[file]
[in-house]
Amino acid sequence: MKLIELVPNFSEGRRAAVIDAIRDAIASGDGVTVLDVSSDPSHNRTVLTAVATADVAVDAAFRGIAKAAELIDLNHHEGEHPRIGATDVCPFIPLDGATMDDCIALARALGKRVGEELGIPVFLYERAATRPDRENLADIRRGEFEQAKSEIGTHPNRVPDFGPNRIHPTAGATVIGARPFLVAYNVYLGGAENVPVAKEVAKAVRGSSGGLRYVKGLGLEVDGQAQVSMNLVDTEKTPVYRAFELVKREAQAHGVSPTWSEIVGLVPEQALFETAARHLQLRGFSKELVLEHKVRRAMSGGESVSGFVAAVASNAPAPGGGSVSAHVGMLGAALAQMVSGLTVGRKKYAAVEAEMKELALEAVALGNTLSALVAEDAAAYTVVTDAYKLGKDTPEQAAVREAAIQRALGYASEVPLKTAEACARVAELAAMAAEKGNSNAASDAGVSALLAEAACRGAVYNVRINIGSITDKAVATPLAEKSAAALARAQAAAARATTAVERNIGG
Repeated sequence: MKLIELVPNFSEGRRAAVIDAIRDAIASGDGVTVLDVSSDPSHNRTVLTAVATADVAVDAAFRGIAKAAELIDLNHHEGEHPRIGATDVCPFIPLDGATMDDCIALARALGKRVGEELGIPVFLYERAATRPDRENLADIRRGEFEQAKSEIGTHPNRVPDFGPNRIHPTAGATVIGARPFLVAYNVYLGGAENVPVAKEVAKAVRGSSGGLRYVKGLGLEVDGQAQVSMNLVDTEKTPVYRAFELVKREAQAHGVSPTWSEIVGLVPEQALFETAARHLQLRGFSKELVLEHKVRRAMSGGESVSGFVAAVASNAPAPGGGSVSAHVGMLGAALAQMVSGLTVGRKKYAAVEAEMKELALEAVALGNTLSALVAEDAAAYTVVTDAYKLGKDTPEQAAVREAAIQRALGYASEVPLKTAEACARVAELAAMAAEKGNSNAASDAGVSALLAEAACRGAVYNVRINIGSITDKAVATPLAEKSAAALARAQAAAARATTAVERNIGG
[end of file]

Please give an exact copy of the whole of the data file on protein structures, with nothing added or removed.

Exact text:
[in-house]
Amino acid sequence: MKLIELVPNFSEGRRAAVIDAIRDAIASGDGVTVLDVSSDPSHNRTVLTAVATADVAVDAAFRGIAKAAELIDLNHHEGEHPRIGATDVCPFIPLDGATMDDCIALARALGKRVGEELGIPVFLYERAATRPDRENLADIRRGEFEQAKSEIGTHPNRVPDFGPNRIHPTAGATVIGARPFLVAYNVYLGGAENVPVAKEVAKAVRGSSGGLRYVKGLGLEVDGQAQVSMNLVDTEKTPVYRAFELVKREAQAHGVSPTWSEIVGLVPEQALFETAARHLQLRGFSKELVLEHKVRRAMSGGESVSGFVAAVASNAPAPGGGSVSAHVGMLGAALAQMVSGLTVGRKKYAAVEAEMKELALEAVALGNTLSALVAEDAAAYTVVTDAYKLGKDTPEQAAVREAAIQRALGYASEVPLKTAEACARVAELAAMAAEKGNSNAASDAGVSALLAEAACRGAVYNVRINIGSITDKAVATPLAEKSAAALARAQAAAARATTAVERNIGG
Repeated sequence: MKLIELVPNFSEGRRAAVIDAIRDAIASGDGVTVLDVSSDPSHNRTVLTAVATADVAVDAAFRGIAKAAELIDLNHHEGEHPRIGATDVCPFIPLDGATMDDCIALARALGKRVGEELGIPVFLYERAATRPDRENLADIRRGEFEQAKSEIGTHPNRVPDFGPNRIHPTAGATVIGARPFLVAYNVYLGGAENVPVAKEVAKAVRGSSGGLRYVKGLGLEVDGQAQVSMNLVDTEKTPVYRAFELVKREAQAHGVSPTWSEIVGLVPEQALFETAARHLQLRGFSKELVLEHKVRRAMSGGESVSGFVAAVASNAPAPGGGSVSAHVGMLGAALAQMVSGLTVGRKKYAAVEAEMKELALEAVALGNTLSALVAEDAAAYTVVTDAYKLGKDTPEQAAVREAAIQRALGYASEVPLKTAEACARVAELAAMAAEKGNSNAASDAGVSALLAEAACRGAVYNVRINIGSITDKAVATPLAEKSAAALARAQAAAARATTAVERNIGG